Have you ever wondered where English originated?

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In life nothing comes out of thin air, everything has a core root to which it can be traced back to. The same applies to languages.
A language is a process that passes through many channels to be the language spoken today. This is amazing because a language that
undergoes changes is alive. Just as we have the Bantu language family where African languages such as Oshiwambo evolved from, the English language has a family too. It is called the Proto-Indo- European language family. Most of us associate English with
England, which is not necessarily wrong, but English was not born there (did not originate there).

Throughout the article I will briefly tell you about the origin of English Language and English asma lingua franca in Namibia today.
The English language traces its original roots back to the Neolithic (late Stone Age) people known as the Indo-Europeans or
Proto-Indo-Europeans, who lived in Eastern Europe and Central Asia around 5000 BC.

This is however not the precise time as different hypotheses suggest different dates. The Indo-European family is actually
a large, widespread family of languages that contains about 140 languages, which are classified into 11 groups.

One of these languages is Germanic, where English developed from. Don’t then think that it jumped from Germanic right into
English, as there were other languages in between. One branch was that of West- Germanic which evolved into Anglo-Frisian that
flowed into Old English.

If this article was written in Old English we wouldn’t be able to read and understand it as now in the 21st century we use Modern English. Did you know the word “stān” is what we now know as “stone” today. Some sentences would read like “my life is run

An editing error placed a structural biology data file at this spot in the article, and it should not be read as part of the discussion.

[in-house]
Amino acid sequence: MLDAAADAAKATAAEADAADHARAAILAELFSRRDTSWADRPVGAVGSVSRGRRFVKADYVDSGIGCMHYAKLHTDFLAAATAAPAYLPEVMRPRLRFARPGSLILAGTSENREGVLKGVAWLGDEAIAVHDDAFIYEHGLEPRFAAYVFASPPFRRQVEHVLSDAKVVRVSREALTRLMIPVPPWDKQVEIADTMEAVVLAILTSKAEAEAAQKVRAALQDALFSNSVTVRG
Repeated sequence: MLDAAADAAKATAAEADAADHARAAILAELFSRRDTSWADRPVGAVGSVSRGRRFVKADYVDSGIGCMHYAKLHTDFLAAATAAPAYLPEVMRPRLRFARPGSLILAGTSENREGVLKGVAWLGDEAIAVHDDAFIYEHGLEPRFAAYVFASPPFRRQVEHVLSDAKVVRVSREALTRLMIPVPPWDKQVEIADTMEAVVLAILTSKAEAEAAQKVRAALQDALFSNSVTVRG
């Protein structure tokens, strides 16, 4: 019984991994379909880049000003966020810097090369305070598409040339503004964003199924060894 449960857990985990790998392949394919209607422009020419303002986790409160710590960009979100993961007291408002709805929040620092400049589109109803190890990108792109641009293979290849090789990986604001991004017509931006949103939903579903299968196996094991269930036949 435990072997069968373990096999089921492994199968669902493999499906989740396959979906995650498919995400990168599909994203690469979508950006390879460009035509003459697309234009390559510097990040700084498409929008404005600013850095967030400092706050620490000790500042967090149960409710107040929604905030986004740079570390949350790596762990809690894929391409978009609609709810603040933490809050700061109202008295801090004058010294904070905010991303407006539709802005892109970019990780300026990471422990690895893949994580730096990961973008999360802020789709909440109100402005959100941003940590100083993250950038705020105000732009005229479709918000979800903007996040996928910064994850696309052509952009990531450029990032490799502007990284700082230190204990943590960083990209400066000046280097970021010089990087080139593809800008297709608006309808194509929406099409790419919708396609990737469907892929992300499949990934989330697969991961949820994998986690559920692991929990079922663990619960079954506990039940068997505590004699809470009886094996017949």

his compass” where today one should say “my life has run its compass”. Would you really understand this: “… and that it prouffyte to alle them that shal rede or here redde, and may increase in them virtue and expelle uyce and synne that by the ensanmple of the holy
sayntes amend theyr lyuyng here in thys shorte lyf that by their merytes they and I may come to everllastyng and blysse in heuen.
This is only to give few simple examples. All these transitions in English were brought about by the obstacles and influences that the
language underwent.

They may be considered as internal factors that changed the language lexicon, phonology, morphology and syntax, as well as external factors which include the social, political, technological and cultural factors. To avoid confusion with the English family, think of a normal family (it started with your great grandparents and forefathers and the channel goes on until it reaches you). Thus language is also a process!

One may wonder why this sudden interest, but remember English is now a lingua franca in Namibia. “A language may be
important as a lingua franca in a country or region whose diverse populations would otherwise  be unable to communicate.”
This statement holds critical importance in the Namibia context. Hook up two folks in Windhoek for the first time, one
from the north (Oshiwambo monolingual) and one hailing from the south (Afrikaans monolingual). You can foretell
the disaster! The crucial part of the English language in Namibia is on the education sector.

Namibia with its wide diversity of indigenous languages, English has made tertiary education a smooth ride. Equally significant,
English has made communication possible in our multilingual society. In terms of business matters English is the commercial
language connecting Namibia with the rest of the world. Isn’t that essential enough to pry into where this so called “English
language” derives from? I know it arouses curiosity in you but I cannot give it all at once. This is just a tip of an ice
berg! To feed your curiosity, do some studies in English with the University of Namibia.
* Monika Nakale is a Master of Arts in English Studies student in the Department of Language and Literature Studies, Faculty of
Humanities and Social Sciences, University of Namibia. Email: monikapraise@gmail.com

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